Fight like a Girl Review

Fight like a Girl by Sheena Kamal

Rating: MoonKestrel Logo2 20px MoonKestrel Logo2 20px MoonKestrel Logo2 20px MoonKestrel Logo2 20px Grey

I received this book from the publisher for free in the hopes I’d review. Now, this sounded intriguing, so I had to read it, but it coming from the publisher doesn’t influence my opinions of it.

Let’s start with the fact this book packs a punch and it will hit hard. As such, it requires a few content warnings: abuse (in various forms and dynamics: parent-child, between partners, as a social construct; emotional, financial, physical), manipulation, gaslighting, murder, fighting.

I did say it packs a punch. We meet Trisha who is shaken due to the fact she accidentally ran over her father, after he wandered in front of her car and he died. She’s not really emotional about it since he was a bit of an enstranged father and it is her mother who she loves.

But love in her world is translated into violence. Her mother will hit her because she loves her and the next moment make her a nice meal. And Trisha is doing the best to try to be better, do better, so she channels all that into Muay Thai kickboxing.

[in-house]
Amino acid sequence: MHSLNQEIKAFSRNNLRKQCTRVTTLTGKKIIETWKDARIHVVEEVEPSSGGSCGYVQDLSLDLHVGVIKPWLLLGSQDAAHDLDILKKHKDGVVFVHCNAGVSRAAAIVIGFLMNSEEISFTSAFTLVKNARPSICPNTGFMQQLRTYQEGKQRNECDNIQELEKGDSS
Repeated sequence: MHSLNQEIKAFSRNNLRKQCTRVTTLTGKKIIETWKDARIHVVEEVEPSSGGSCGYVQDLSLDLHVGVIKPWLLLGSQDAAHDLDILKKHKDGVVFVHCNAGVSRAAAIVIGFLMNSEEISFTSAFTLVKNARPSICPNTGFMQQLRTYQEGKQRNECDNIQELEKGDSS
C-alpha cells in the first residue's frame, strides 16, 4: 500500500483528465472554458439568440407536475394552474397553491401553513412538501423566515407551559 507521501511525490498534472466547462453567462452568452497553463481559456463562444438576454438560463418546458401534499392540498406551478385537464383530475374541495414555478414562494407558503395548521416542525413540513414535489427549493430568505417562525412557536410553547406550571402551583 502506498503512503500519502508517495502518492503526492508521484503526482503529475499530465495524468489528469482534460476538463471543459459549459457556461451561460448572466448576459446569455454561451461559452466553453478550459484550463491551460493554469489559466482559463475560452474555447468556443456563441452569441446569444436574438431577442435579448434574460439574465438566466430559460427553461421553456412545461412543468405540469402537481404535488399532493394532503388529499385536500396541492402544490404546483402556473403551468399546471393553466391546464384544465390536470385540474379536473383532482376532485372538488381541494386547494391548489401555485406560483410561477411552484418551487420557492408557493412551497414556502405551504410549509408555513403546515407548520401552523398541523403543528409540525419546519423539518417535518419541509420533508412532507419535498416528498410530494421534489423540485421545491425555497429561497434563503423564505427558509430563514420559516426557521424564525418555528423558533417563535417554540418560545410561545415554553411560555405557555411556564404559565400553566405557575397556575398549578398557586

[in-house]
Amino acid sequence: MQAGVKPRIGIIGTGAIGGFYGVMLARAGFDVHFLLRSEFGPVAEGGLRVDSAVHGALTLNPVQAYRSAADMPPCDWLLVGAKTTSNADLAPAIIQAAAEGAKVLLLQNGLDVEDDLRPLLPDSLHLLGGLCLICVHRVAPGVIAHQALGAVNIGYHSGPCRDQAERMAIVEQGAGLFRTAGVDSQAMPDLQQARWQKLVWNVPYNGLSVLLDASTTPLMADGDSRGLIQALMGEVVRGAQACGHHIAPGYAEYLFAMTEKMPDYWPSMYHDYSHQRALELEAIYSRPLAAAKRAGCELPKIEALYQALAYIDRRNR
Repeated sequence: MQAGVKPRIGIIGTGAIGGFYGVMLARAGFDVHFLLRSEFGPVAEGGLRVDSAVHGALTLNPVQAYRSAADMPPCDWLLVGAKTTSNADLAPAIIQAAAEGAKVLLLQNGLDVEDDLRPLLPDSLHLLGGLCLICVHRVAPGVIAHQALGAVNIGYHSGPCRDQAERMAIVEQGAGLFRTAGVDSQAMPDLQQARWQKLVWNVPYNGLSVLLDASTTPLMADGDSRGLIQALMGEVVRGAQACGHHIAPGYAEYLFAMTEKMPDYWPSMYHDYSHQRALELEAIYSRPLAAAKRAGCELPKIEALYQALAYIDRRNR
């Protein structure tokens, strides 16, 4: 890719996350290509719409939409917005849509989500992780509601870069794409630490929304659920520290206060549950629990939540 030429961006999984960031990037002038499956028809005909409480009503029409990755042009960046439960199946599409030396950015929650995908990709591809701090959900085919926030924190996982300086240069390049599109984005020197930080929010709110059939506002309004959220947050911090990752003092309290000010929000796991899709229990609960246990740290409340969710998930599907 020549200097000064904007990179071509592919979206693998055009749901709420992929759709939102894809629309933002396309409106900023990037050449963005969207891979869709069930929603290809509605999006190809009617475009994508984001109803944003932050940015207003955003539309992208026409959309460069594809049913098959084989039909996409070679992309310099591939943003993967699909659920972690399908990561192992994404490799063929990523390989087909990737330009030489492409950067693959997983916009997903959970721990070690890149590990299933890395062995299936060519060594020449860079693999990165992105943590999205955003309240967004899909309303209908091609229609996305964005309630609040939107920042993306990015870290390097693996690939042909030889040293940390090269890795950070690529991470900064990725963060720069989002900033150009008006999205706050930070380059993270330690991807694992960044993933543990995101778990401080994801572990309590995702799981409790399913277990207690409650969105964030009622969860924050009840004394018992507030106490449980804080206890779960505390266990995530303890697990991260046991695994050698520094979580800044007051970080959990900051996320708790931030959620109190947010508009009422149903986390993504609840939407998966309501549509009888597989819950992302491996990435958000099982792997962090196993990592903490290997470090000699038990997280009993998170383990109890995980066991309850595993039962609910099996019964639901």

The book is short, and mostly shows two parts of Trisha’s world. The one where she is trying to become a good fighter and do more, get everything out of her system and make the gym and her teacher/mentor proud. But she’s just not very “lucky” and keeps losing her fights.

The other side is her family, the dynamics of the friendship between her mother, aunt and neighbour, and then how her mother very quickly seems to replace her father after the accident. At first Trisha accepts things as they are, but as time goes by she starts questioning how things really happened and why they are happening.

There is a lot of anger in Trisha, so this is a very “emotional” book where she is trying to make sense of the whole I love you and hit you at the same time, and also trying to understand where she belongs and what she can do. And she feels slightly unbalanced, should she be asking questions and does she want to know the answers behind what her mother does, what happened to her dad and the past?

The only part that didn’t really work for me was the soucoyant stories, as they are woven in a way that they may be bordering the line of realism and not, but then the thread of that is lost and kind not followed through. There a few loose threads left that had a lot of attention and then suddenly they aren’t there anymore, as if it wasn’t important or it never mattered, yet they take a few chapters and keep being mentioned for a while. I wish more had been done to follow on that particular thread or that it hadn’t really appeared as all it did was distract and detract fromthe story since it went nowhere (it peaked my curiosity, mad eme wonder and then I was like “but what about the whole soucoyant thing? what was the point?”).